Middle school football star already built like a grown man
I have personally seen this guy grow and develop over the years as his father and I know each other pretty well (in the interest of full disclosure). However, that aside, my knowing your father really (at the end of the day) doesn’t mean much when it comes to my opinion as the Head Scout at KPGFootball. This kid can play. I have lots of friends. I don’t have many friends with sons built like this kid.Fletcher Long
When we first went online, we were mainly a publication which covered the middle school football game. We figured the high schoolers got enough coverage and the middle schoolers weren’t covered much at all.
Covering the middle school game is challenging. Won/lost record aren’t really kept anywhere aside from a parent’s heart and statistics at the middle school level are non-existent.
Still, if you know what you’re doing (and we certainly do), middle school though a challenge to cover isn’t impossible. It takes some teamwork from scouts working together with the magazine but we have proven there is a market for it and that it can be successfully and accurately covered.
King Williams, Jr. (’27) played QB for Trigg County Middle this past Fall. He helped guide the middle school Wildcats to the regional championship game. The Wildcats lost the regional to a tradition-rich, Campbellsville team; but that round was as far as this Trigg program has advanced since we have been covering the beat.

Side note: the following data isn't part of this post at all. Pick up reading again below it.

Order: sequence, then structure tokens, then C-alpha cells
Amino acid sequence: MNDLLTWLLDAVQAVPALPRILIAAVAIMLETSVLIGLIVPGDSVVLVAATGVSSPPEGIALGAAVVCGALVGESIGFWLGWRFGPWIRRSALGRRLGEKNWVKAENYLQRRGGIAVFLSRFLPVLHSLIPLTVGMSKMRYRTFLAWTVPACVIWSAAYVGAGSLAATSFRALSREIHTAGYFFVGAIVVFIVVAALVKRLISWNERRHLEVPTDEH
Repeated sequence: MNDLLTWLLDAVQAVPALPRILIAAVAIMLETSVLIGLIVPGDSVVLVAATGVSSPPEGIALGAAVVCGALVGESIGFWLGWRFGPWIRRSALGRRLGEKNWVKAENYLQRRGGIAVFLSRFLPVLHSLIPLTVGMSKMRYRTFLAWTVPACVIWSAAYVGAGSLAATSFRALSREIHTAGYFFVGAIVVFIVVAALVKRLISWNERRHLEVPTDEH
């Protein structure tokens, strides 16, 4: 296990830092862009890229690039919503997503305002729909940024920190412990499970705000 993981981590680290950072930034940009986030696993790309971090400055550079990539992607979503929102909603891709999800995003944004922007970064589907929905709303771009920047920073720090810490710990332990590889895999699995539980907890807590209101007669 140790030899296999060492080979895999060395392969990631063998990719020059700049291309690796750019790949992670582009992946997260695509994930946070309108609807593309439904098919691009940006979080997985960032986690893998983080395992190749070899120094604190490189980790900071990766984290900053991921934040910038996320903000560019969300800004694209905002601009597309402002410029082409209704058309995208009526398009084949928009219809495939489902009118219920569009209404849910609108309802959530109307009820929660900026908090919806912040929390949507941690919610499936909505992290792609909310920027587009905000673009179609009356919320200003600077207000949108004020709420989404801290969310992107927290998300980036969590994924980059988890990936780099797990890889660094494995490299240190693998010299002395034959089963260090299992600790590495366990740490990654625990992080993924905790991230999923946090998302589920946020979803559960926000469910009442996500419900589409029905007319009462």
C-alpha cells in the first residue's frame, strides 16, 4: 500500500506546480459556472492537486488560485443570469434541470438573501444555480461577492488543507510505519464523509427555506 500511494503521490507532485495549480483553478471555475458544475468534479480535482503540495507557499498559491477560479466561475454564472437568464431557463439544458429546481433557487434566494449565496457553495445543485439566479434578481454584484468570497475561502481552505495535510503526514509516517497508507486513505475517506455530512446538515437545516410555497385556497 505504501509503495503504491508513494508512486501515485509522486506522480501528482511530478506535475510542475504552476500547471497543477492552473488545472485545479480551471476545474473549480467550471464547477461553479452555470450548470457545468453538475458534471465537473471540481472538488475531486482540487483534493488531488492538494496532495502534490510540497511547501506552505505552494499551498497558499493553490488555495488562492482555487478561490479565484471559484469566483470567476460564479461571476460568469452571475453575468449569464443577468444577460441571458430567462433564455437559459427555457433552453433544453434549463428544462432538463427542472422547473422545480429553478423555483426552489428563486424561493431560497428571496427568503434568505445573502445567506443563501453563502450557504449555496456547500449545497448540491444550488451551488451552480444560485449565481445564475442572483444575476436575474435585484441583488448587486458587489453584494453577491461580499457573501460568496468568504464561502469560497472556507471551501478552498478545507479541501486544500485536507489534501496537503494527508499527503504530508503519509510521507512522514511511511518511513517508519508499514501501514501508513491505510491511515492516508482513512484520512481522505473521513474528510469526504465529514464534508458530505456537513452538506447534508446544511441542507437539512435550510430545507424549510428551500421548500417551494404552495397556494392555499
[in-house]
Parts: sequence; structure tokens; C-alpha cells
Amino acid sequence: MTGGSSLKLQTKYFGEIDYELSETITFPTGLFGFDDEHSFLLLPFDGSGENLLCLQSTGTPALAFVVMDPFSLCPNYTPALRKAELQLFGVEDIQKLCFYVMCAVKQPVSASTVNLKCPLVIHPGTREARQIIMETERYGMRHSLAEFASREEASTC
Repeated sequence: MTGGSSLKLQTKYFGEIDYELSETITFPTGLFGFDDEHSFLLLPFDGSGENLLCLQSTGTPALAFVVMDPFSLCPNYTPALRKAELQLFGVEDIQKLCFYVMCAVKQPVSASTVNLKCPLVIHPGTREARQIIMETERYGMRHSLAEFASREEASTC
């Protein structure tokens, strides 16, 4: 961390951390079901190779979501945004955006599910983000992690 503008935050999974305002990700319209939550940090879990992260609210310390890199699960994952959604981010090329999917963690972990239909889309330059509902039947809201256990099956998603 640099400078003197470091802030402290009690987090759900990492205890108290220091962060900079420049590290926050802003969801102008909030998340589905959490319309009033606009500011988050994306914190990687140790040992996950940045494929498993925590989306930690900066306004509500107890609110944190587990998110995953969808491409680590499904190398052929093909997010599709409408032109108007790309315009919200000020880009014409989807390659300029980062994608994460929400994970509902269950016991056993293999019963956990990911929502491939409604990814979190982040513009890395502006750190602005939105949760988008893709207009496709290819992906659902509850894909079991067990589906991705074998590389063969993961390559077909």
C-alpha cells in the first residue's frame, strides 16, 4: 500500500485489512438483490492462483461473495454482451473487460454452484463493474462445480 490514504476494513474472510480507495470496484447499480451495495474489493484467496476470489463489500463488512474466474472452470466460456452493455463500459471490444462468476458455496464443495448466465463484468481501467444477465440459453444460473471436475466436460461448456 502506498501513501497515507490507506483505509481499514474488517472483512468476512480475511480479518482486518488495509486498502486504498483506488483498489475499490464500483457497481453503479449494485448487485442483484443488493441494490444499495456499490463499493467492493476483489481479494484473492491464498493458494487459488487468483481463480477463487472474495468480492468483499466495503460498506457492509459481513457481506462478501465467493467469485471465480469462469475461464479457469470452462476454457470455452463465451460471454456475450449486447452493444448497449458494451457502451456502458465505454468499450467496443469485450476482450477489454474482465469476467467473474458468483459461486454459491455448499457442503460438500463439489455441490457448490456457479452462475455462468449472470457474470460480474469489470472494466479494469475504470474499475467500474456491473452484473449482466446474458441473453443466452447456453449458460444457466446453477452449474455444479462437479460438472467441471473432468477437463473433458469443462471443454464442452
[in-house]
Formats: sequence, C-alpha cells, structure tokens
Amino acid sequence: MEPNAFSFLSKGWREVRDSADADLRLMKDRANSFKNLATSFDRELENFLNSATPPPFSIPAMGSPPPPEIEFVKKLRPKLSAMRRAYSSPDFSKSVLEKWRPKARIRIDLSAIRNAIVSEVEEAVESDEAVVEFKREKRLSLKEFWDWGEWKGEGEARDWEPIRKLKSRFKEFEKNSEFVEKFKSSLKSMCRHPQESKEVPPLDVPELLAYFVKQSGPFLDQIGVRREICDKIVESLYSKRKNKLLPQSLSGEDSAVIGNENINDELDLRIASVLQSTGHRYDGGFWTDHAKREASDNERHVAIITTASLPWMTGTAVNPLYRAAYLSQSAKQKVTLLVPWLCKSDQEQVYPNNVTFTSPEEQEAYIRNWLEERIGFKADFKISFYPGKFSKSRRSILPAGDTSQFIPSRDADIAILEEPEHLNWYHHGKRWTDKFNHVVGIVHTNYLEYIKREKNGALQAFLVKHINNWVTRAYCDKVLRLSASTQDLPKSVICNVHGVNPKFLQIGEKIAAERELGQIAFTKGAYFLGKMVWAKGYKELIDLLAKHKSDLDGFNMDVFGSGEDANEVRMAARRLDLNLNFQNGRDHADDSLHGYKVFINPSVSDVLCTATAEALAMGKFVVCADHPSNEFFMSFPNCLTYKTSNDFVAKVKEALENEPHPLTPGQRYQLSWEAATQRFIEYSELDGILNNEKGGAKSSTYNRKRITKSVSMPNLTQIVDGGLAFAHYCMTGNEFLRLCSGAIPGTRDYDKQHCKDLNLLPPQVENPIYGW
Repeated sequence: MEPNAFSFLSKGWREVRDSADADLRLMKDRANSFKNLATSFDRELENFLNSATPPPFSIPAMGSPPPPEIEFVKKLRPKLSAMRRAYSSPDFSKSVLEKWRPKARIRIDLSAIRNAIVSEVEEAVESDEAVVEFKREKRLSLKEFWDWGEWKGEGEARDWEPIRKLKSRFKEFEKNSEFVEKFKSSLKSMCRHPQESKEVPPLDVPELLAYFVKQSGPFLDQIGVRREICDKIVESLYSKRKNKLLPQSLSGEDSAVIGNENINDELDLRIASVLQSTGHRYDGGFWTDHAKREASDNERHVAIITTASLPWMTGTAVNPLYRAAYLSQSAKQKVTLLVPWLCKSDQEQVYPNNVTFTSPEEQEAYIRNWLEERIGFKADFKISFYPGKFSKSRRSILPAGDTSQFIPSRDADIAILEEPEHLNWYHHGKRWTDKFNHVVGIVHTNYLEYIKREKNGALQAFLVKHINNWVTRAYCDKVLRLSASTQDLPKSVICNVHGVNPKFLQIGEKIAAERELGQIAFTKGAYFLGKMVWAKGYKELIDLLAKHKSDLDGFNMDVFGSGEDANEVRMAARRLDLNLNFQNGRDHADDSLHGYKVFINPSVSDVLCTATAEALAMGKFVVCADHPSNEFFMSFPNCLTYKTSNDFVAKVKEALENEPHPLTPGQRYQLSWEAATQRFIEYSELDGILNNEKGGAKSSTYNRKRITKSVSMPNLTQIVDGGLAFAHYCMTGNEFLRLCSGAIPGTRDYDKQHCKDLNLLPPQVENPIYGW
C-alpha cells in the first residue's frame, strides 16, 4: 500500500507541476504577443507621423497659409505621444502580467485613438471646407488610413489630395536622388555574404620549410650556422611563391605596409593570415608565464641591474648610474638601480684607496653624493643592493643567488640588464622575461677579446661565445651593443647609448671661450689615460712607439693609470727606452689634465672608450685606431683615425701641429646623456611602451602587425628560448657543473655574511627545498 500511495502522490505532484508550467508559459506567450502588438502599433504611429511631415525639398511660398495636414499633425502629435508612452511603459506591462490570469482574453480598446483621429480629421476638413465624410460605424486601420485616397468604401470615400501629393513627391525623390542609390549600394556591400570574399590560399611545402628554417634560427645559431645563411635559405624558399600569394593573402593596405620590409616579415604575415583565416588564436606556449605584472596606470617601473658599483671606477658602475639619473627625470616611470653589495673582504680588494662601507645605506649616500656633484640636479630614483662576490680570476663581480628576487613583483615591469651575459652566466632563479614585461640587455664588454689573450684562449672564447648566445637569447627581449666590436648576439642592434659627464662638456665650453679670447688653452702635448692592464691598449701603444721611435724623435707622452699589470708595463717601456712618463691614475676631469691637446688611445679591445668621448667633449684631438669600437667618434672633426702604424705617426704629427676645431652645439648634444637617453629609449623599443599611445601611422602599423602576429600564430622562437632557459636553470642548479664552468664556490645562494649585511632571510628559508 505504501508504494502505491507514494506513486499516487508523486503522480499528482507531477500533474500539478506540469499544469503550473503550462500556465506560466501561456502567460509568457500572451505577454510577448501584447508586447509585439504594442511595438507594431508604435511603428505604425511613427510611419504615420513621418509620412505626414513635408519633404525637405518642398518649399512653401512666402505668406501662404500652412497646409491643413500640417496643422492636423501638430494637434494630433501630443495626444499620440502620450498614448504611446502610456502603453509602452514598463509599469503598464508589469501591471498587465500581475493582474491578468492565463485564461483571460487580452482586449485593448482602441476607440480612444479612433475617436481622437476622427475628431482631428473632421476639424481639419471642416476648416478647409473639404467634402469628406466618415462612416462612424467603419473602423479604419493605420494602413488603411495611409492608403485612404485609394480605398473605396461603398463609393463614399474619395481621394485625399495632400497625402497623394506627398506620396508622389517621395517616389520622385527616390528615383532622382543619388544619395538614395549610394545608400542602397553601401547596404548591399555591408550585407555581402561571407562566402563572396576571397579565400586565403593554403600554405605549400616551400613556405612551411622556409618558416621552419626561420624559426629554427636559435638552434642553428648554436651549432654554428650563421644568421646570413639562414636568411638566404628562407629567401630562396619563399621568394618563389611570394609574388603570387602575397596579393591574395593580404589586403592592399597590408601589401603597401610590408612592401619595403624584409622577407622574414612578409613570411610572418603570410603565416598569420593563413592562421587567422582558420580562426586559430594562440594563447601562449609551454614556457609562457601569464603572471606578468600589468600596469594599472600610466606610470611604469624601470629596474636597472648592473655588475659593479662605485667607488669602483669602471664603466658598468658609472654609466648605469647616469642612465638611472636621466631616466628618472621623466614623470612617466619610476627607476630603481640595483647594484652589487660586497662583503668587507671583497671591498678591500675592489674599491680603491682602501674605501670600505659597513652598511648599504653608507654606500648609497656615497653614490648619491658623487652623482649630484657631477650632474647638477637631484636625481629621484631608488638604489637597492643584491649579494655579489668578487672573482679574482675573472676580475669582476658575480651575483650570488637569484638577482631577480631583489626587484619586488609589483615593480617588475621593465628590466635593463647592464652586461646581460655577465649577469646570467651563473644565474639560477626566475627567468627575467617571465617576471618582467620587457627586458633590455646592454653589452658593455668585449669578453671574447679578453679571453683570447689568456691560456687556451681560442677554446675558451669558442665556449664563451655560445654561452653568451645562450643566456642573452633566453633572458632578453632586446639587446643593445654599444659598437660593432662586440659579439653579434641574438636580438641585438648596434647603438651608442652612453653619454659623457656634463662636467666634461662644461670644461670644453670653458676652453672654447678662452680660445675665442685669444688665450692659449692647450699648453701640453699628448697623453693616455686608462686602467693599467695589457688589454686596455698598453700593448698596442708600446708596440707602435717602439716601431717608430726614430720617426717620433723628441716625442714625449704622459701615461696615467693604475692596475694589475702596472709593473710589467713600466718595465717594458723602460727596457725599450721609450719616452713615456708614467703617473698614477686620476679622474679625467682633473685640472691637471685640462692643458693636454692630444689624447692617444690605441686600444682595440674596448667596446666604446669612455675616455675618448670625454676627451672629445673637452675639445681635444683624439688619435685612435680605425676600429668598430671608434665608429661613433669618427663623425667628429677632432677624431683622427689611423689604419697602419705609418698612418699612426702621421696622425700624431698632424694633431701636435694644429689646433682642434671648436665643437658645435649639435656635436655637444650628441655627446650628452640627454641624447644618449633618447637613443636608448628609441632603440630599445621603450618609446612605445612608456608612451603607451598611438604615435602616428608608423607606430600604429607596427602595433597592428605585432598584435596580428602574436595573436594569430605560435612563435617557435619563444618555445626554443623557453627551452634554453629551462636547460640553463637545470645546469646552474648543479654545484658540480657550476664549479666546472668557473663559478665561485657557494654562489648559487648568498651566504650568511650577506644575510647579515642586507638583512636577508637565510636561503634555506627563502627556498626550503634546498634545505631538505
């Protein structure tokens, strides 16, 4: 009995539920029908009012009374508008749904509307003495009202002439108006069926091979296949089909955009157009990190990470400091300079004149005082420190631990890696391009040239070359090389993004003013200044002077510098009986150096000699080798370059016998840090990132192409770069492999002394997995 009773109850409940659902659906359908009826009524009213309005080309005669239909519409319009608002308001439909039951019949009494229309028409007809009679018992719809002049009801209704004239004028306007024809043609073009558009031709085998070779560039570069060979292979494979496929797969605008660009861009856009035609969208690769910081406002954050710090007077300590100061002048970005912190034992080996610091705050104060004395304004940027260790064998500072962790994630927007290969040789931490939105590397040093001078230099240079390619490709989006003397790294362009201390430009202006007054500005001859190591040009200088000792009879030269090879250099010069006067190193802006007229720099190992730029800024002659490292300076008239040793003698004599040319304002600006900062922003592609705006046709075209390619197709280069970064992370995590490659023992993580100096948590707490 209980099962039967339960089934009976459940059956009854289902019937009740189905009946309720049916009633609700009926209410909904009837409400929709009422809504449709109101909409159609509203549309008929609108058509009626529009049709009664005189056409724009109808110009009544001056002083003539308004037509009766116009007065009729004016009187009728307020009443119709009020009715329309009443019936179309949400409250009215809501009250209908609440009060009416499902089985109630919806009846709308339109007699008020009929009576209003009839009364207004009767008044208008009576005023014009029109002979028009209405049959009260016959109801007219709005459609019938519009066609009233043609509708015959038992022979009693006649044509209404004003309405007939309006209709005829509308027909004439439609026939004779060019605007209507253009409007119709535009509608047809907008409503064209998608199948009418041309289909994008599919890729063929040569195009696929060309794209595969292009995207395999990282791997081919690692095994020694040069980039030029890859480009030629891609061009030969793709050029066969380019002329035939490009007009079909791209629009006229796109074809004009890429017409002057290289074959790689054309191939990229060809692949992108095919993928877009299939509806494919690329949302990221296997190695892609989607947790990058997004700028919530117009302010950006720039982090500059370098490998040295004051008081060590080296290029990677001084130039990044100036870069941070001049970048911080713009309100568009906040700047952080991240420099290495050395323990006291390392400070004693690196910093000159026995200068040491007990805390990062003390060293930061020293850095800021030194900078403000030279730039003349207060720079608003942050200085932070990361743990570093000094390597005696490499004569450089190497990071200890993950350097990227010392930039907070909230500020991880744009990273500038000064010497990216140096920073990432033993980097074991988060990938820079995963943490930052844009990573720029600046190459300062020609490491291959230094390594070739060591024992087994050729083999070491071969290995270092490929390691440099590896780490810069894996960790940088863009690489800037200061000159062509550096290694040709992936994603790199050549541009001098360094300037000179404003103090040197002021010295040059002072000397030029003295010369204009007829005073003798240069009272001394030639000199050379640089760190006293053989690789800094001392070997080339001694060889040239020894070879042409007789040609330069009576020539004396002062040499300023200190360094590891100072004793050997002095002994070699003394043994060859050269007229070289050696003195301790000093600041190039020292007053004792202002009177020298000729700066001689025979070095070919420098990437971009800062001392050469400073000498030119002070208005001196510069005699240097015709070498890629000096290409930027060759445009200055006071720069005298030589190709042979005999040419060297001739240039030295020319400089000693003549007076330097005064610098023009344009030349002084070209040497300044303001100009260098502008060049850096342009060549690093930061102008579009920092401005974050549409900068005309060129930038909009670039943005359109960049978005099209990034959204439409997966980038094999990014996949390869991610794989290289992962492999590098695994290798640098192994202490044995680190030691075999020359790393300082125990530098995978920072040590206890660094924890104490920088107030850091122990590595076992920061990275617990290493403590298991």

Williams is just a special kid, particularly physically. He is 6’0,”185-pounds with elite 40-yard dash and shuttle times reported on Next College Student Athlete.
According to that particular national publication, Williams runs a 4.5-second 40 and shuttles in 4.6-seconds. Williams bench presses 250-pounds and squats 260-pounds. For a 14-year old, all of those numbers are mind-boggling.
Assuming all of the above are accurate, and we have no reason to doubt the published figures, this is a kid who would figure to start just about at any program, day-one, as a 9th-grader. Where that program will be is anyone’s guess.
According to our information, the KHSAA doesn’t gain jurisdiction over a prospect until that prospect competes in a varsity sport or enters the 9th-grade, whichever should first occur. Our information is Williams played football this fall at Trigg Middle but is presently enrolled at Hopkinsville Middle in neighboring Hopkinsville.
What that means is some program, somewhere, stands a very good chance of gaining a 9th-grader with 11th-grade or higher skills and physicality. We know 9th-graders can impact programs regardless of that program’s level of competition. We have seen plenty examples of this.
Are we getting ready, along with the British Empire, to become accustomed to shouting, “God save the King!?” Probably not; as such formality is wasted on Kentucky high school football.
However, “All Hail the King[!]” is something we are quite sure some area high schools are busy practicing even as you read this. Some team, somewhere, better prepare to shout this on Friday nights in the not too distant future.
This is Coach HB Lyon, reporting for KPGFootball, and we’re JUST CALLING IT LIKE WE SEE IT!
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